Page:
Several molecules present in the diet, including flavonoids, can inhibit the growth of cancer cells with an ability to act as “chemopreventers”. Their cancer-preventive effects have been attributed to various mechanisms, including the induction of cell-cycle arrest and/or apoptosis as well as the antioxidant functions. The antioxidant activity of chemopreventers has recently received a great interest, essentially because oxidative stress participates in the initiation and progression of different pathological conditions, including cancer. Since antioxidants are capable of preventing oxidative damage, the wide use of natural food-derived antioxidants is receiving greater attention as potential anti-carcinogens. Among flavonoids, quercetin (Qu) is considered an excellent free-radical scavenging antioxidant, even if such an activity strongly depends on the intracellular availability of reduced glutathione. Apart from antioxidant activity, Qu also exerts a direct, pro-apoptotic effect in tumor cells, and can indeed block the growth of several human cancer cell lines at different phases of the cell cycle. Both these effects have been documented in a wide variety of cellular models as well as in animal models. The high toxicity exerted by Qu on cancer cells perfectly matches with the almost total absence of any damages for normal, non-transformed cells. In this review we discuss the molecular mechanisms that are based on the biological effects of Qu, and their relevance for human health.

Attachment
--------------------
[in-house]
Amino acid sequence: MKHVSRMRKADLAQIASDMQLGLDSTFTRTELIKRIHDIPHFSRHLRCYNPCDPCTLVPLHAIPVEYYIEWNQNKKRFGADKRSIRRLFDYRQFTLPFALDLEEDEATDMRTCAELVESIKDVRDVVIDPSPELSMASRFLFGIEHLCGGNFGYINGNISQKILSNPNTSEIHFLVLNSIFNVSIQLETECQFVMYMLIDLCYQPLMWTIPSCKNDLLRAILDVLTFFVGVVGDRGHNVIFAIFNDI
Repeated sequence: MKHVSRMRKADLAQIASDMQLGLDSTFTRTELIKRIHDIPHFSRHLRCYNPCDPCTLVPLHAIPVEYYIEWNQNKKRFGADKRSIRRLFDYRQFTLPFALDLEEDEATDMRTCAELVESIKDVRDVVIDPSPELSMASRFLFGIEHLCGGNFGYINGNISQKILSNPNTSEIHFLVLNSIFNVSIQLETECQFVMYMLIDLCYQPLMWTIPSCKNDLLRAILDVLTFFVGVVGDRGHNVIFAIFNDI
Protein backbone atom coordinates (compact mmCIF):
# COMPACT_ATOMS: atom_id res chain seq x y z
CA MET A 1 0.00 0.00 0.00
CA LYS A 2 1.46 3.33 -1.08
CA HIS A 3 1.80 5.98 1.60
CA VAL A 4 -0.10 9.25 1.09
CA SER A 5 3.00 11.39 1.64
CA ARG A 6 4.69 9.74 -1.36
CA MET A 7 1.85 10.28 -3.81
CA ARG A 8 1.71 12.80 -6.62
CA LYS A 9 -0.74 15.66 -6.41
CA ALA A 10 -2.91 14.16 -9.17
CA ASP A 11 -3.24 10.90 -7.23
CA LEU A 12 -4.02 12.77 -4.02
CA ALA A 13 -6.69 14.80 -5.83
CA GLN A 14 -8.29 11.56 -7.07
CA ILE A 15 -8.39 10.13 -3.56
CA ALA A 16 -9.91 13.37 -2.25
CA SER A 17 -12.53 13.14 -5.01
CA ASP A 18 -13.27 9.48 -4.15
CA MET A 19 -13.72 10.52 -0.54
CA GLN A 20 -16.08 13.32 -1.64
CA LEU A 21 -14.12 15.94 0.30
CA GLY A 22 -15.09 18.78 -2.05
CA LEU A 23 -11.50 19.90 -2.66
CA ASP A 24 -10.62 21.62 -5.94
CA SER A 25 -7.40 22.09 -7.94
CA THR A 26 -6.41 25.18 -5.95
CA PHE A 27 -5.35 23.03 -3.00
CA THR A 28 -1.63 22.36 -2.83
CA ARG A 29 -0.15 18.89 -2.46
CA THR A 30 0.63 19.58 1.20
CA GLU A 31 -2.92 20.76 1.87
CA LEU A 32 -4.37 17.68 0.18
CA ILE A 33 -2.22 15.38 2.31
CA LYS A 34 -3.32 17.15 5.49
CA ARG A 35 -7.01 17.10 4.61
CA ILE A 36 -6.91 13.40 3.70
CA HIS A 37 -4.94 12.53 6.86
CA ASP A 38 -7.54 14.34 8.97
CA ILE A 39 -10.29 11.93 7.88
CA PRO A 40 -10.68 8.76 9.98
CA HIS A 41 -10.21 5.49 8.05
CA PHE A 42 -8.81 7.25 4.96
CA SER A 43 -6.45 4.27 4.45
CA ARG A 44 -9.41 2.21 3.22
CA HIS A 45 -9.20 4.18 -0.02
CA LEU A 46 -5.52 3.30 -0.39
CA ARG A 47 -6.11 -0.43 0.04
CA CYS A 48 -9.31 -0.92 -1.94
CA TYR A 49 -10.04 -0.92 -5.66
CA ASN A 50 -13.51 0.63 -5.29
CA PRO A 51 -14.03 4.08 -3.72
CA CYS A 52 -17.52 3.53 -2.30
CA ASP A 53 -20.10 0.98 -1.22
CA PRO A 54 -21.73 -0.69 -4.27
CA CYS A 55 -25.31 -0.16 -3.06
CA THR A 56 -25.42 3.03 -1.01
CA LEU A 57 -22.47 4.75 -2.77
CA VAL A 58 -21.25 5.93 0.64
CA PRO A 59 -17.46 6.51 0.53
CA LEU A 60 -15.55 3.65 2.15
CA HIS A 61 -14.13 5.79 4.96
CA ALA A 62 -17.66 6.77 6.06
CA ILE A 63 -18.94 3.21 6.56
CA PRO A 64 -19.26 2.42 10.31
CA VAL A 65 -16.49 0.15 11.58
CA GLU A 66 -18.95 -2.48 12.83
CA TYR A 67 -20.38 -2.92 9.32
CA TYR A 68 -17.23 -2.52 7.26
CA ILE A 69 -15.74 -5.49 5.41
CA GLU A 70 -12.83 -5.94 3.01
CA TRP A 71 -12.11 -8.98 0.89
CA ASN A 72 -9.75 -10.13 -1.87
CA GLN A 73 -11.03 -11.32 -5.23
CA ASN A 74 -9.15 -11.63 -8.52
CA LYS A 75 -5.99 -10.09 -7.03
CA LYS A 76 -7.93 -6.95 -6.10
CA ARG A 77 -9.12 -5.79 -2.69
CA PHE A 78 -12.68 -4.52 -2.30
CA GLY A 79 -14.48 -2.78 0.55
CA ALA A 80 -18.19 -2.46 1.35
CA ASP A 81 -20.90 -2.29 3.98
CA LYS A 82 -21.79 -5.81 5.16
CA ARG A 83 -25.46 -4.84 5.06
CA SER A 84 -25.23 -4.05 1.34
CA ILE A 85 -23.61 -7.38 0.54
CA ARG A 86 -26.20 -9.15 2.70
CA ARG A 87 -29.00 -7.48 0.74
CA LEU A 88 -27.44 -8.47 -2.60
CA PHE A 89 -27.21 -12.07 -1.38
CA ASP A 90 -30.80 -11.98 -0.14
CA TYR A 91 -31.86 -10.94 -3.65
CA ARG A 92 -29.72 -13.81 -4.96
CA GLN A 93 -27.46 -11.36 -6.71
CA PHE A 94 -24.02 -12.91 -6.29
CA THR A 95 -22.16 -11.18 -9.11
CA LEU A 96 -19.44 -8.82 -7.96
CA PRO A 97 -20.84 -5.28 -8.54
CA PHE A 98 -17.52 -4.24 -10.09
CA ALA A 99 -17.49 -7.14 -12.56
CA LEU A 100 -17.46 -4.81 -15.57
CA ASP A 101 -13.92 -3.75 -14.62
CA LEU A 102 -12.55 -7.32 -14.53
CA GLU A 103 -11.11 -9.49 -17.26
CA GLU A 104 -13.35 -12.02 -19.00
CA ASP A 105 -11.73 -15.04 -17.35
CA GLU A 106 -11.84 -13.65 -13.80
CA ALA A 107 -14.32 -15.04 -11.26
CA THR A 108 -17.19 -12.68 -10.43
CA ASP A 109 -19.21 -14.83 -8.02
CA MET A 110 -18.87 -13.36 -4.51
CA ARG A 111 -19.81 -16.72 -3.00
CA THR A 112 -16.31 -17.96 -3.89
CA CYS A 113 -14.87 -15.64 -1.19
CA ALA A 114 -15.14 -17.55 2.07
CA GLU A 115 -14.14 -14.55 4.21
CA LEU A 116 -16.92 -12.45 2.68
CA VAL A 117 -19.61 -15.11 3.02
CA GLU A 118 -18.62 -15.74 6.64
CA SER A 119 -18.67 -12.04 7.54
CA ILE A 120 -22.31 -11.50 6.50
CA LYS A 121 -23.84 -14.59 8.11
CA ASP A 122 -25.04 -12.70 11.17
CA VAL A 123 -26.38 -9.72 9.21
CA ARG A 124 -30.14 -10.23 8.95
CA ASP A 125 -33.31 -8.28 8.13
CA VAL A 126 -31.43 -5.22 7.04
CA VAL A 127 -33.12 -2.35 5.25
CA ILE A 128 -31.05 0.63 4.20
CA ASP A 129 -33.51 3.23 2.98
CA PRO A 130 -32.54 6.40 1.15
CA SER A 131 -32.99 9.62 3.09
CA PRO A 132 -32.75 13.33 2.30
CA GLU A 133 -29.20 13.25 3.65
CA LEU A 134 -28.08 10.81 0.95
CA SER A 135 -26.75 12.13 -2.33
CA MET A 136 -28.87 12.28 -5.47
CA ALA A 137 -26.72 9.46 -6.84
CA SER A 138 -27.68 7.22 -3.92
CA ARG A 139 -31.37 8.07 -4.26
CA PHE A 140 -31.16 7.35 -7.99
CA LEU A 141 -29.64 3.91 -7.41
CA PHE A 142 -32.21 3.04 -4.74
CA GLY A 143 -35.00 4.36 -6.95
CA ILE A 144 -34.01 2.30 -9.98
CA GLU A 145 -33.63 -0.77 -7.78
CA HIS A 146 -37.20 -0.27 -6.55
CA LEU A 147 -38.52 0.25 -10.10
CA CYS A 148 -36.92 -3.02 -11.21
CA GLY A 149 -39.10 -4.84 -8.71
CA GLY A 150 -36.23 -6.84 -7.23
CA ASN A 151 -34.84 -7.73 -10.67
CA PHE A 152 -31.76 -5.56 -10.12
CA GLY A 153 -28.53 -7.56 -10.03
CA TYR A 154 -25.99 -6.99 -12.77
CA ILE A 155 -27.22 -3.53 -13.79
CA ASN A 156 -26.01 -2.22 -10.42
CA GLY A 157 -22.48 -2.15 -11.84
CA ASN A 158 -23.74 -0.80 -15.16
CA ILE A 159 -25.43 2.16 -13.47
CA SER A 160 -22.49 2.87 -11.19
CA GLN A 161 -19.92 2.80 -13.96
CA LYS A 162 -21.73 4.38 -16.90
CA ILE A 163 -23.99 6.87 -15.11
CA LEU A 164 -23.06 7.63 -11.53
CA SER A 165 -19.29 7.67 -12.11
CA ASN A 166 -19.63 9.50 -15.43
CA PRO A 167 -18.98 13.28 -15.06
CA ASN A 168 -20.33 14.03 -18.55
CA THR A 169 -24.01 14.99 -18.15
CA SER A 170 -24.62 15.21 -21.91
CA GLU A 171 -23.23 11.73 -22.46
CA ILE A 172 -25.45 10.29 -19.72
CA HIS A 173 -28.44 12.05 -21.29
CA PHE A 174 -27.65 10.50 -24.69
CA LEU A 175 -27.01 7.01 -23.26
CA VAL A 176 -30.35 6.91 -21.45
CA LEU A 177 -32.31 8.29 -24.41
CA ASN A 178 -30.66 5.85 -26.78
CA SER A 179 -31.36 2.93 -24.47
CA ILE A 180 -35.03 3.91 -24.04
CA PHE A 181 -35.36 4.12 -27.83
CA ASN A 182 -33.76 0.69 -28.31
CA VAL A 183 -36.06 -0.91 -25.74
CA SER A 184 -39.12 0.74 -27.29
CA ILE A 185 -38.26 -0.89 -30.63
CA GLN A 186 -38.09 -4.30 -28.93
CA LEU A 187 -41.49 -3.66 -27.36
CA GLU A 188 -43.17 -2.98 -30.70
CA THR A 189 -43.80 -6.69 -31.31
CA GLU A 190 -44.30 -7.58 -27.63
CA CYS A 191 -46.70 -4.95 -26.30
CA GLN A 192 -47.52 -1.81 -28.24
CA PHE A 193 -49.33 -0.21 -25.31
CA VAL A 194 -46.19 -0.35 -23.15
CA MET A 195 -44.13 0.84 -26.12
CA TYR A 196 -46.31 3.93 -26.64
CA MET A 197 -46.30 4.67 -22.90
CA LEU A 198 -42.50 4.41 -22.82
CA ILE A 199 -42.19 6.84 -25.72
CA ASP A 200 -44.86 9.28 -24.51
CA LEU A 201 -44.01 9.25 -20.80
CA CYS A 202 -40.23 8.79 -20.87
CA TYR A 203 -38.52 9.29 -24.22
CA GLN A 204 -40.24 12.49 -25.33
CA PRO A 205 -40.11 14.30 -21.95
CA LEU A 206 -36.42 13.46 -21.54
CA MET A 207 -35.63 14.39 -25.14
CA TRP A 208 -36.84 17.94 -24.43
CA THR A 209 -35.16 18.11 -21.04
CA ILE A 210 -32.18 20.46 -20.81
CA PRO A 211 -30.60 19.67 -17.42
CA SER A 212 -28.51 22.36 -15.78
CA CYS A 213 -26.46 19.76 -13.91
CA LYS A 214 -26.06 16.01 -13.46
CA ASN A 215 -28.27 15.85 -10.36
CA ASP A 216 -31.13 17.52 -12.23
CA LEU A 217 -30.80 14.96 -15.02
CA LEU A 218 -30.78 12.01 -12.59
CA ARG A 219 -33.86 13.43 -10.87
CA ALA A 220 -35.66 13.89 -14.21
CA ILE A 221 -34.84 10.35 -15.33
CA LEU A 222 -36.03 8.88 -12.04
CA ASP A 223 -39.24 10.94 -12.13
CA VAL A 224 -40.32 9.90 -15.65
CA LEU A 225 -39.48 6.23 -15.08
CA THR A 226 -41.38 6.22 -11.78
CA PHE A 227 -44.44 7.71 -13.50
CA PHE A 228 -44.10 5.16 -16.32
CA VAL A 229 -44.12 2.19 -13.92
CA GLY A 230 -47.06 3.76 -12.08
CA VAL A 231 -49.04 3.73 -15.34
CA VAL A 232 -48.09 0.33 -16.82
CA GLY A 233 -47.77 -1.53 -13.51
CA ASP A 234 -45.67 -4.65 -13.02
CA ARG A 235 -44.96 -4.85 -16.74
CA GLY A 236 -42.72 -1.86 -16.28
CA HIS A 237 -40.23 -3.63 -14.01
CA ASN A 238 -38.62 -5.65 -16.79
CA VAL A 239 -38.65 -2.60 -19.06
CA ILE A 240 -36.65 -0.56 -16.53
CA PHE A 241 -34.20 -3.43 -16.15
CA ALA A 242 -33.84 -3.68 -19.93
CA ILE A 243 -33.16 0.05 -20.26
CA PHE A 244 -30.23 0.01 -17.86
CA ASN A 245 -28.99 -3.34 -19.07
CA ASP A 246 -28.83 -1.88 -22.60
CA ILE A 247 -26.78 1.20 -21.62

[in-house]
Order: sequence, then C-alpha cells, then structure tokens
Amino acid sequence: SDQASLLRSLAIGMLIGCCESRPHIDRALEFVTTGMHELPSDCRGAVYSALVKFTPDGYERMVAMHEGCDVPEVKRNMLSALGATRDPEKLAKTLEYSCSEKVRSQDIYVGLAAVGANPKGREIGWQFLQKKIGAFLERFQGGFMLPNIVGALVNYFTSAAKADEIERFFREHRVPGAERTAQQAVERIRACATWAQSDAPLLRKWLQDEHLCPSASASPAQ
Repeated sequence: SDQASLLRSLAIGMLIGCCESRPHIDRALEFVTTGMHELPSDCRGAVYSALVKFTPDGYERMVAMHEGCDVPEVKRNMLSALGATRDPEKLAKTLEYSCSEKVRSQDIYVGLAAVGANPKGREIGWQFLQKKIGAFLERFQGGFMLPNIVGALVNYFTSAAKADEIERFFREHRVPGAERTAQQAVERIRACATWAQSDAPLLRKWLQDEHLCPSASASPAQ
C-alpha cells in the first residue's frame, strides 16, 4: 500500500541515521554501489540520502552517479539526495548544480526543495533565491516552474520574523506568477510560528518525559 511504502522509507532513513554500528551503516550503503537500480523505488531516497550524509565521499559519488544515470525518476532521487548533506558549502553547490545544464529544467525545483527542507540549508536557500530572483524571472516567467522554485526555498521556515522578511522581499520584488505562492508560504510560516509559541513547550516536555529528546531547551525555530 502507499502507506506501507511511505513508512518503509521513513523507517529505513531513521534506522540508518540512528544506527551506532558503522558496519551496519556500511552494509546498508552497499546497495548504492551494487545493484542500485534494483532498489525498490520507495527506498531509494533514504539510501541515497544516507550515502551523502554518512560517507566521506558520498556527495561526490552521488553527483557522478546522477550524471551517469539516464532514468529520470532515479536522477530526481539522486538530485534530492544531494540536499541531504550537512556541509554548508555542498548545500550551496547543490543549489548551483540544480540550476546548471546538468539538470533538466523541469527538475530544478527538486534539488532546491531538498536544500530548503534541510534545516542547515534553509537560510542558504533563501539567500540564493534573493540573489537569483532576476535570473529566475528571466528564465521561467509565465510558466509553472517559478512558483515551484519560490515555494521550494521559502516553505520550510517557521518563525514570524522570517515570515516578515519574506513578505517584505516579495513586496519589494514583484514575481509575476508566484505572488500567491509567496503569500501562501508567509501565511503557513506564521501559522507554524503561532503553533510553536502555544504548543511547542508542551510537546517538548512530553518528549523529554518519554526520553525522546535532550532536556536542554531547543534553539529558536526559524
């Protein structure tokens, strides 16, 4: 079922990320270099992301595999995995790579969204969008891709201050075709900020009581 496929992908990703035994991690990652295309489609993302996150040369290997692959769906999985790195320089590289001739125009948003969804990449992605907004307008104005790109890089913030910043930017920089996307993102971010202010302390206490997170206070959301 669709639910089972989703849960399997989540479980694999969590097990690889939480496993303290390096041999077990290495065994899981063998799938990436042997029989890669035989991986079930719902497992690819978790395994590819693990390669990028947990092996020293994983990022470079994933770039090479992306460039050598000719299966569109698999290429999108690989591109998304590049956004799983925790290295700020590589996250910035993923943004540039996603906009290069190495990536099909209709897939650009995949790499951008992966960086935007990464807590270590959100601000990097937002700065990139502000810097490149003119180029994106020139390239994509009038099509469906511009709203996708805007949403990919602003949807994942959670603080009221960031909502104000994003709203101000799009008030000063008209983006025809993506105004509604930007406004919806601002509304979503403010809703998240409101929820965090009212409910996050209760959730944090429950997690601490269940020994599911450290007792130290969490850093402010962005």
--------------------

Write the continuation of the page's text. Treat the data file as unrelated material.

Mitochondrial components, including mitochondrial DNA (mtDNA), when released extracellularly, can act as "damage-associated molecular pattern" (DAMP) agents and cause inflammation. As many elderly people are characterized by a low-grade, chronic inflammatory status defined "inflamm-aging," we evaluated if circulating mtDNA can contribute to this phenomenon. Eight hundred and thirty-one Caucasian subjects were enrolled in the study, including 429 siblings aged 90-104 (90+ siblings). mtDNA plasma levels increased gradually after the fifth decade of life. In 90+ subjects, mtDNA values of two members of the same sibling relationship were directly correlated, suggesting a role for familiar/genetic background in controlling the levels of circulating mtDNA. The subjects with the highest mtDNA plasma levels had the highest amounts of TNF-α, IL-6, RANTES, and IL-1ra; the subjects with the lowest mtDNA levels had the lowest levels of the same cytokines. In vitro stimulation of monocytes with mtDNA concentrations similar to the highest levels observed in vivo resulted in an increased production of TNF-α, suggesting that mtDNA can modulate the production of proinflammatory cytokines. Our findings therefore show that circulating mtDNA increases with age, and can significantly contribute to the maintenance of the low-grade, chronic inflammation observed in elderly people.
A main feature of cancer cells, when compared to normal ones, is a persistent pro-oxidative state that leads to an intrinsic oxidative stress. Cancer cells have higher levels of reactive oxygen species (ROS) than normal cells, and ROS are, in turn, responsible for the maintenance of the cancer phenotype. Persistent ROS stress may induce adaptive stress responses, enabling cancer cells to survive with high levels of ROS and maintain cellular viability. However, excessive ROS levels render cancer cells highly susceptible to quercetin, one of the main dietary flavonoids. Quercetin depletes intracellular glutathione and increases intracellular ROS to a level that can cause cell death.